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Tuesday, 3 December, 2002, 12:21 GMT
Teddy bear celebrates 100th birthday
A rare Steiff hotwater bottle teddy bear with original canister
The rare hotwater bottle bear has a secret canister
A childhood favourite has reached a ripe old age - the teddy bear is 100 years old, reports BBC News Online's Georgina Pattinson.

The toy was first created in 1902 and was named after the then president of the United States, Theodore Roosevelt.

Now the teddy is big business: Hamleys toy shop in London expects to sell thousands before Christmas.

Christie's, the London auction house, has been holding a sale of teddy bears on Tuesday.

The bears on sale are a selection from the beginning of the 20th Century to the present day.

You can tell them your secrets and problems

Libby Baldry, Hamleys
Historians agree the teddy bear got its name when 'Teddy' Roosevelt, as the 26th president was nicknamed, was on a hunting trip in Mississippi.

The president failed to make a kill and so his hosts caught a bear, presenting it to him as a target.

He refused to shoot it, saying: "Spare the bear".

His action was immortalised in a Washington Post cartoon and, consequently, a pair of New York shopkeepers, Morris and Rose Michtom, made a soft toy bear they called Teddy's Bear.

A rare black Steiff teddy bear, circa 1913
Steiff produced black bears after the Titanic disaster

At the same time, a factory in Germany owned by seamstress Margarete Steiff began making a soft plush, jointed bear - with a trademark button in the left ear.

In 1903, the company exported 3,000 bears to America.

Daniel Agnew, a specialist from Christie's, said the bears on sale on Tuesday were more than childhood toys.

He explained the hobby of collecting bears had become more and more popular in recent years.

"In the 1970s and 80s, it became a big collecting subject," he said.

"Steiff was always the most expensive and is consequently the most valuable now."

Everyone has nostalgic memories about their bears

Daniel Agnew, Christie's

In fact, the jointed bear is not modelled on the grizzly - but on the barribal bear, a golden bear with long arms and pronounced snout.

The centenary sale at Christie's featured over 380 rare, unique and cuddly teddy bears from all over the world.

Faithful companion

Famous manufacturers also include Schuco, Farnell and Merrythought and estimates for the bears range from 150 to 30,000.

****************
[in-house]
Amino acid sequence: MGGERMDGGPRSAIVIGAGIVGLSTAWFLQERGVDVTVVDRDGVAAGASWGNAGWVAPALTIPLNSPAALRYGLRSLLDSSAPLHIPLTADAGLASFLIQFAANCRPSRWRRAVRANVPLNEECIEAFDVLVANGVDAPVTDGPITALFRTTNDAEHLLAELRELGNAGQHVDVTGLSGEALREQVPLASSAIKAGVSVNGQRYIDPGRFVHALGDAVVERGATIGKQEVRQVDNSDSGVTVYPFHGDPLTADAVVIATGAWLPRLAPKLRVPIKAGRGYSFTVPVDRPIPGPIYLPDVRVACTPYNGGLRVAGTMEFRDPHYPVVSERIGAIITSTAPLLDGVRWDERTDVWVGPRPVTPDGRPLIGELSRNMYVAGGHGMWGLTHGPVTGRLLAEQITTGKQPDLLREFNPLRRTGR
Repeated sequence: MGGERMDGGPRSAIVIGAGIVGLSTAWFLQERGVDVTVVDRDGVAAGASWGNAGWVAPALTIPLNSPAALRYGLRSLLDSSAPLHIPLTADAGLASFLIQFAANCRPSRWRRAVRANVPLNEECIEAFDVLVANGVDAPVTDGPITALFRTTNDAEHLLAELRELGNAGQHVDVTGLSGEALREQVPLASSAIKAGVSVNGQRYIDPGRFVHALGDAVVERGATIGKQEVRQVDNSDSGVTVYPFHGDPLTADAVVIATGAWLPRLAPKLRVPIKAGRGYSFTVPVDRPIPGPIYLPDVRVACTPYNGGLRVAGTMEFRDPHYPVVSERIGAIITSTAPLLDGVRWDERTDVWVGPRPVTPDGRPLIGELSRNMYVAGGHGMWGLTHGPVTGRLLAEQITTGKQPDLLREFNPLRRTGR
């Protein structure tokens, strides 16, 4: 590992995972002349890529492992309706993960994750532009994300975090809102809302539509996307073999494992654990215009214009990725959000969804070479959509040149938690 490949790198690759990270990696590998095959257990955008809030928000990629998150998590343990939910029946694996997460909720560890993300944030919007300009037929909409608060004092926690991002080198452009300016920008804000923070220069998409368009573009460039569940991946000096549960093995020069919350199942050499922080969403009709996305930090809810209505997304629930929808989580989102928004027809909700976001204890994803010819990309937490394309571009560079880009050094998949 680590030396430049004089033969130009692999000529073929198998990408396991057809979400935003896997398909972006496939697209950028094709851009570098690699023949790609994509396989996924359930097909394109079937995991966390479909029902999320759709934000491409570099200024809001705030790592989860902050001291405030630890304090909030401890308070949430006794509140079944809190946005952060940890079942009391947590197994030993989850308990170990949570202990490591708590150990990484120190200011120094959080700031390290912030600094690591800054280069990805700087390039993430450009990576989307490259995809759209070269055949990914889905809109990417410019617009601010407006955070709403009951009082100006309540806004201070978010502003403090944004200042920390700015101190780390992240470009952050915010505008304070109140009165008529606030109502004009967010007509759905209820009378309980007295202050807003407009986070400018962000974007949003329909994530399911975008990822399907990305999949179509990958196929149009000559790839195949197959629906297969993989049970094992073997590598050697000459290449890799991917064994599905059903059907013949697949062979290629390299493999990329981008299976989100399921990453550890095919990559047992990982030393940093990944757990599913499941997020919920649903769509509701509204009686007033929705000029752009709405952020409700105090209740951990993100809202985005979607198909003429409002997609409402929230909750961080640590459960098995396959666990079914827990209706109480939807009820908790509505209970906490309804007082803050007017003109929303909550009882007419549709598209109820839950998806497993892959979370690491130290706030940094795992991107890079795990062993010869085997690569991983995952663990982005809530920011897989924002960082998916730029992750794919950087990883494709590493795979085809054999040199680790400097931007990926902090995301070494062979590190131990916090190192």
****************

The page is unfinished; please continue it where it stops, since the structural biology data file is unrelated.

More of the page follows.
One bear - which sold for 28,200 - is a rare black Steiff teddy bear, one of only 600 ordered for England after the sinking of the Titanic on 14 April 1912.

Another rare example is a Steiff hot-water bottle bear - which sold for 32,900.

Edwin, a British 'soldier' teddy bear
Edwin sold for far more than experts predicted

The most poignant story behind the bears is that of 'Edwin' - a golden bear found in the breast pocket of soldier Percy Kynnersley-Baddlely, killed in the Battle of the Somme in 1916.

The bear was sent back to the dead soldier's young widow, Verna, who placed it on a shelf next to her husband's photograph.

Edwin was expected to fetch a sum between 300 and 500 but was sold to a private collector for 4,230.

But why are bears still so appealing?

"That's a hard one to answer," said Mr Agnew.

"A child can play with a bear like a doll - but a lot of children are not keen on dolls and if you are a boy you can play with it because it's like a grizzly bear.

"Everyone has nostalgic memories about their bears."

Give love

Libby Baldry, a teddy bear consultant at the toy store Hamleys, said teddy bears were one of the most popular items in the run-up to Christmas.

"The most expensive one we've sold recently was for 975," she said.

"Everybody has to have a teddy bear.

"You can tell them your secrets and problems.

"You can tell them everything and they don't answer back - they give love."

See also:

18 Oct 02 | England
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27 May 02 | Business
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28 Dec 98 | Europe
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